Private First Class
442nd Regimental Combat Team
Takeo Sakai was born on August 13, 1910, in Mountain View, Hawaii island, Territory of Hawaii. He had at least one sibling: Jacob Yoshio Sakai. Available records have not confirmed the names of his parents or other siblings.
In 1930, 19-year-old Takeo was living on the island of Lanai, in Block 15, with a friend, Sadajiro Sakamoto, and working as a truck driver for a pineapple farm. By 1935 he had moved to Honolulu and on August 10 he married Beatrice Fusako Imada. She was the daughter of Shoichi and Haru (Uyetake) Imada of Puunene, Maui. Their son Ernest Noboru Sakai was born on March 12, 1936. The following year they were living at 512 Lana Lane and Takeo was employed by CPC. Sakai and Beatrice separated or divorced by 1940.
Francis, as he became known, signed his draft registration card on October 26, 1940, Local Board No. 5 in the Tax Office Building in Honolulu. He was living at 512 Lana Lane and employed by Melim Service and Supply Company at 333 Queen Street. His point of contact was Harry Miname, whose residence was near the Yamane Store on Cooke Street.
On March 25, 1943, Sakai enlisted in the U.S. Army. His civilian occupation was listed as “Semi-skilled non-processing occupations in manufacturing.” He had completed two years of high school, was 5’6” tall, and weighed 140 pounds. He was sent with approximately 2,600 other new soldiers to Boom Town, the “tent city” at Schofield Barracks. On March 28 they were given an aloha farewell ceremony by the community at Iolani Palace before leaving on the S.S. Lurline on April 4 for California. There were 25 officers and 2,855 enlisted men in the contingent.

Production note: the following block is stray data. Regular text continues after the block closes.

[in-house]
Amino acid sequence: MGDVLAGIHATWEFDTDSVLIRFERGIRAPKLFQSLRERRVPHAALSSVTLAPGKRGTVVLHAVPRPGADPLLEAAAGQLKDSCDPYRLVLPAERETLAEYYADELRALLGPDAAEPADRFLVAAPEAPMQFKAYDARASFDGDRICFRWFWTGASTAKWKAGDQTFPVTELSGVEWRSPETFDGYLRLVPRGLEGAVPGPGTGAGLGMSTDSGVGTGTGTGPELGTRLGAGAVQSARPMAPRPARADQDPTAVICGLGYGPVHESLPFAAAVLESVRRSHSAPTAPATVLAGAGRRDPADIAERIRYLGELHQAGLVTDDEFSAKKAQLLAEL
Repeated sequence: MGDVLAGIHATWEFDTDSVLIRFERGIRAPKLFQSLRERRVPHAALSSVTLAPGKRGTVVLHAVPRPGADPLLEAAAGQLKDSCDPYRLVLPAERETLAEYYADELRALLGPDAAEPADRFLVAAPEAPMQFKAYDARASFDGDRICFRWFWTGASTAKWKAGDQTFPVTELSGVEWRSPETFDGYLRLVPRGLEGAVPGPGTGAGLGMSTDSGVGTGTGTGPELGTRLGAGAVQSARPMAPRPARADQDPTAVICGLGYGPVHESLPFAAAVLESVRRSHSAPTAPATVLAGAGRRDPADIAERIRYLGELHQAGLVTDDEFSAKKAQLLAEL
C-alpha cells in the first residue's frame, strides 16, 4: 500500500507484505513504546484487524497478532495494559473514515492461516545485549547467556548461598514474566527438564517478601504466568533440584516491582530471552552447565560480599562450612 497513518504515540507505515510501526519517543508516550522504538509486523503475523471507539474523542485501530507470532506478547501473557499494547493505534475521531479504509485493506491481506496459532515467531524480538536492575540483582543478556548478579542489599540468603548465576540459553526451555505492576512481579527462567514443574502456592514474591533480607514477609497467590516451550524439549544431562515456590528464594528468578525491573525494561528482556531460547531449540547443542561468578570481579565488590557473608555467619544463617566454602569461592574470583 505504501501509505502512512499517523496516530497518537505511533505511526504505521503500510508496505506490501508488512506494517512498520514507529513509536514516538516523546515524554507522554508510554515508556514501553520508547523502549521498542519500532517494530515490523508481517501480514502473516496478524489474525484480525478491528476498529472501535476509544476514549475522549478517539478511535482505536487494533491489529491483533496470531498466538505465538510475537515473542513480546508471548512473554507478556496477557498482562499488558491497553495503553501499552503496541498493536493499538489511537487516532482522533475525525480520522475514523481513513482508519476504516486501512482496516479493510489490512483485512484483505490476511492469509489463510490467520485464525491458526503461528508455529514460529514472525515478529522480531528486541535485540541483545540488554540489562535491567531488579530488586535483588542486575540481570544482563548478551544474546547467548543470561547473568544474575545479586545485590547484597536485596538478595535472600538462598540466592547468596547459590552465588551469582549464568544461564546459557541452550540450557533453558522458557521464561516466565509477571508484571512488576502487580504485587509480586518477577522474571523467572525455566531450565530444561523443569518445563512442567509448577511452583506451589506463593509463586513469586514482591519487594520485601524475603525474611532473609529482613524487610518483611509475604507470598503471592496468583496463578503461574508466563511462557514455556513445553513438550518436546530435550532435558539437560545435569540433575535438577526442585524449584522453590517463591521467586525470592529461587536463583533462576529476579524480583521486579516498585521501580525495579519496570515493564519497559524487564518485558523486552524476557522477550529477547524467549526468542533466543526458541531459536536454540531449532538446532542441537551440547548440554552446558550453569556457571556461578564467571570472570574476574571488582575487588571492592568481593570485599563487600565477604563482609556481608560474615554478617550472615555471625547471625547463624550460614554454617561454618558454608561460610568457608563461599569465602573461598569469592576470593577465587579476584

From San Francisco the men traveled by train across country, arriving on April 13 at Camp Shelby, Mississippi, for training in the 442nd Regimental Combat Team. Francis was assigned to Regimental Headquarters Company. After a year of basic, unit, and combat training and field maneuvers, the 442nd left for Camp Patrick Henry, Virginia. They left from nearby Hampton Roads on May 2 in a convoy of over 100 ships. They arrived at Naples, Italy, on May 28.
Private First Class Sakai served as the driver for Colonel Charles W. Pence, commanding officer of the 442nd RCT, and as the orderly for Executive Officer Lieutenant Colonel Virgil R. Miller.